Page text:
As confidence rises – so too does reinvestment!

A consistent theme for client meetings over the summer seems to be one of renewed confidence and positivity in the industry. Despite having to discuss some rather poor looking accounts for the year ended 31 March 2017, prices have been steadily improving since the year end.


Sheep prices have remained strong so far this year (certainly at the time of writing), looking to build on the improvement seen in 2016.

We have also seen a return in the milk price back up to 28ppl or so, pushing dairy businesses back into a good profit and positive cash flow position; and helping to put a bit of fat back in the business after several tough years in the sector.

The pound has stayed weak since the Brexit vote in 2016 and has helped push up the sterling value of the Basic Payments Scheme payments received by farmers. In fact, much of the uncertainty over Brexit and what Michael Gove might bring to the industry has been put to the back of farmers’ minds as they get on with the day to day running of their businesses.

The only thing that seems to be missing is some good summer weather!

As a result I have been increasingly asked about the tax relief associated with reinvestment and thought it was worth a quick recap on the tax allowances on plant and machinery and buildings; the two areas most discussed.

For those looking to invest in farm plant and machinery there is the opportunity to achieve accelerated tax relief on new purchases under the Annual Investment Allowance (AIA). The AIA allows 100% of the cost of new machinery to be set against your businesses taxable profits in the year in which they are purchased with a limit of £200,000.

The big impact of the AIA is that of the businesses cash flow. Given that big tax savings can be made in the year of purchase it can significantly reduce your tax liability for the year as well as any payments on account.

While you would never purchase machinery with the sole purpose of reducing tax the impact on tax means it is important to consider the timing of purchases. For those with a year end of 5 April, if you are considering changing your tractor in the spring then you should consider whether you buy the tractor before or after your year end in order to match profits with the tax allowances available. Given the importance of the AIA to farming business we would always recommend speaking to your accountants before making your purchase.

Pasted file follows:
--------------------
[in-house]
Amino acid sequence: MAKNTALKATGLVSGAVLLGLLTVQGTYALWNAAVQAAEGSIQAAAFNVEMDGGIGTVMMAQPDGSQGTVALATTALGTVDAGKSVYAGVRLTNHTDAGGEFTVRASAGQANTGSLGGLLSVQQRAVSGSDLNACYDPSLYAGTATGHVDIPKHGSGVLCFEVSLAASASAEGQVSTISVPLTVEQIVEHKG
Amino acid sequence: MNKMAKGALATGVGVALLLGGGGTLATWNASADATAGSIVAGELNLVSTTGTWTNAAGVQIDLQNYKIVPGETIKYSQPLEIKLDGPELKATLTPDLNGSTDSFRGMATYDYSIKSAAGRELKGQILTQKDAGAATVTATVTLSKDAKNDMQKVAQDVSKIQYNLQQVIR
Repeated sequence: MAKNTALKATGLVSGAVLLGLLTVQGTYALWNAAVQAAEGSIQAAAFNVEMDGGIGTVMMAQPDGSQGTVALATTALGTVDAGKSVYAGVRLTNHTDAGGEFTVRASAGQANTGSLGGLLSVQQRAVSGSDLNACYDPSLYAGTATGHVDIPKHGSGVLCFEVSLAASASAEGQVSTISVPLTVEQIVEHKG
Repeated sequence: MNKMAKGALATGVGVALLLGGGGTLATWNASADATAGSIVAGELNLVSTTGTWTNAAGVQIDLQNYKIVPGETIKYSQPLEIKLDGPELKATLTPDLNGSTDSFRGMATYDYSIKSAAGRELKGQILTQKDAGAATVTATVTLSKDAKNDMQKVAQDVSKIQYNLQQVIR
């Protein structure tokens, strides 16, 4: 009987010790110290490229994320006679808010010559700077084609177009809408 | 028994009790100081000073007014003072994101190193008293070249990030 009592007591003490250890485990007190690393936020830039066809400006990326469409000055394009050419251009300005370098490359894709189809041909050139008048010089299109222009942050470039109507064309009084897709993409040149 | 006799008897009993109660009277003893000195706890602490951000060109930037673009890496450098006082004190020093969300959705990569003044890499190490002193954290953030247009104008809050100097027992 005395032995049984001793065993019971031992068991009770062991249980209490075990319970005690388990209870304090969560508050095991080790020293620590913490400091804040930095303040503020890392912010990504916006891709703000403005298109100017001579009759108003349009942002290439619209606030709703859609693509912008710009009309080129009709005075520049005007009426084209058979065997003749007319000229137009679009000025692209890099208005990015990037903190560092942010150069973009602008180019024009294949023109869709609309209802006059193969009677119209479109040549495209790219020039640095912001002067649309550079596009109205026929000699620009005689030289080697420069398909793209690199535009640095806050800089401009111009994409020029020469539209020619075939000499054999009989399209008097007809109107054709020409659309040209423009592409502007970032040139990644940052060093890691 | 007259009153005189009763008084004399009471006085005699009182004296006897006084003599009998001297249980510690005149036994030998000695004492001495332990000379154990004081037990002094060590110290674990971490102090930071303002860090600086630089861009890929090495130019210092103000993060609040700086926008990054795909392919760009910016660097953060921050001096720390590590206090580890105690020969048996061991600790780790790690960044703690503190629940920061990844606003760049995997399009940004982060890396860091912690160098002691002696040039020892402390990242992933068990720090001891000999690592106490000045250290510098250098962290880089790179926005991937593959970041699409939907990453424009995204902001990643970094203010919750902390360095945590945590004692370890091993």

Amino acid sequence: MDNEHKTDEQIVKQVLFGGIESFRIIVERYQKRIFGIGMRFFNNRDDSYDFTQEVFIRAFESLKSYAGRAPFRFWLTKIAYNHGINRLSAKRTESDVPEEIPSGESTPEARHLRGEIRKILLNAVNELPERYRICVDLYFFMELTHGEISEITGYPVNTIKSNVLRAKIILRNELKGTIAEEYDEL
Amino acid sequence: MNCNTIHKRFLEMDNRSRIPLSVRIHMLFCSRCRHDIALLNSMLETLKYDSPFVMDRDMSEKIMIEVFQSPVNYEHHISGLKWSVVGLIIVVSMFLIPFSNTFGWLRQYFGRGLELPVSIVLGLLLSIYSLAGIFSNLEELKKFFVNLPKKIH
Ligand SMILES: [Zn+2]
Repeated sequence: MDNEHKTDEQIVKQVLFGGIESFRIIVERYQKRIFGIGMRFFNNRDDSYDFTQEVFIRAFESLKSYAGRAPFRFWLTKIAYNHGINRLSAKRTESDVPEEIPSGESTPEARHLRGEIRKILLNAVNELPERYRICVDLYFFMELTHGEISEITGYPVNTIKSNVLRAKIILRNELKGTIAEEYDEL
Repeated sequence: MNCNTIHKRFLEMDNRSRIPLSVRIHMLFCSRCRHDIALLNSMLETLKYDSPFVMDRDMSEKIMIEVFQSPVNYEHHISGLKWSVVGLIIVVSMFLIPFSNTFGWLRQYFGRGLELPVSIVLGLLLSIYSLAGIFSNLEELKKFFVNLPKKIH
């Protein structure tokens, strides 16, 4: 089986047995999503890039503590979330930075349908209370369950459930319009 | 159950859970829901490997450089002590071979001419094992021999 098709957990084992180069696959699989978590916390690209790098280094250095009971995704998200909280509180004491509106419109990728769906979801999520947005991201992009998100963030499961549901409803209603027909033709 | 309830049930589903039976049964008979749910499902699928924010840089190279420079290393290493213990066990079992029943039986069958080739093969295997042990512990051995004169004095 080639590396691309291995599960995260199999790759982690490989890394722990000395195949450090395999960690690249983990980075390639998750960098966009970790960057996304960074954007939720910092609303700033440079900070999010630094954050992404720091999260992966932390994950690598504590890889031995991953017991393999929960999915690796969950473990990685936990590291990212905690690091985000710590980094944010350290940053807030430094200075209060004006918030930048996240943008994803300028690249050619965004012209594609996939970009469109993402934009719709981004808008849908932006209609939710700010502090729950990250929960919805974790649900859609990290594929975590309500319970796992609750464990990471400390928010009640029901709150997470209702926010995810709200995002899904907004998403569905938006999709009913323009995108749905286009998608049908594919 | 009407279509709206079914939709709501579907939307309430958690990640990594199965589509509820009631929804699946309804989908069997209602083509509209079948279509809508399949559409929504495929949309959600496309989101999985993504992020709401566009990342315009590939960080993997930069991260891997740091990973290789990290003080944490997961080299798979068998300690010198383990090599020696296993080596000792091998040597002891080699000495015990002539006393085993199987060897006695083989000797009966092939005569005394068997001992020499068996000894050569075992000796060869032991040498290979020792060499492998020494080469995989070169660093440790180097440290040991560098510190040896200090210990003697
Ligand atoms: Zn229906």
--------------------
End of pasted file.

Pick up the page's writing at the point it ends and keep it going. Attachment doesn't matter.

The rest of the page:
But what about the tax relief available on buildings? H M Revenue & Customs treat buildings in the polar opposite way to machinery. Buildings receive no income tax relief which can be difficult to stomach when you consider the cost of a new shed!

It is therefore vital to really consider exactly what is being built when a shed goes up on a farm in order to strip out any items that will qualify for income tax relief.

Firstly, the electrical work and plumbing that goes into a new shed are designated as integral features and are specifically allowable for income tax relief.

On top of this, HMRC specifically identify assets for slurry handling and feed handling as being plant and machinery, and can therefore qualify for 100% income tax relief. In reality this could include a large portion of the cost of a new shed when you consider feed passage ways, feed troughs, slatted floors, underfloor slurry tanks and even much of the concreting.

With due care a significant portion of the shed will qualify for income tax relief, helping to keep tax liabilities to a minimum in years where the business already has significant cash outlay on reinvestment. It is important that the invoices you receive demonstrate just what has been built on the farm. From a tax perspective there is nothing worse than an invoice for £80,000 that simply says “New shed”!

But how does this apply if you are buying a farm that already has sheds and infrastructure in place? It often comes as a surprise to farmers but capital allowances claims and income tax savings can be made when buying new farms. Typical examples are slurry lagoons or silage clamps as structures on a purchased farm that qualify for capital allowances.

Again, as with new buildings the paperwork is important. The purchaser and the vendor of the farm need to agree a valuation for these assets at the point of sale. There is the opportunity in a year where there is a large cash outlay to at least capitalise on a large slice of income tax saving where perhaps it was not expected!

If in doubt – you should always speak to your accountant or tax adviser. If you would like to discuss any of the content in the above article please contact Andrew Sims on 01228 530913.

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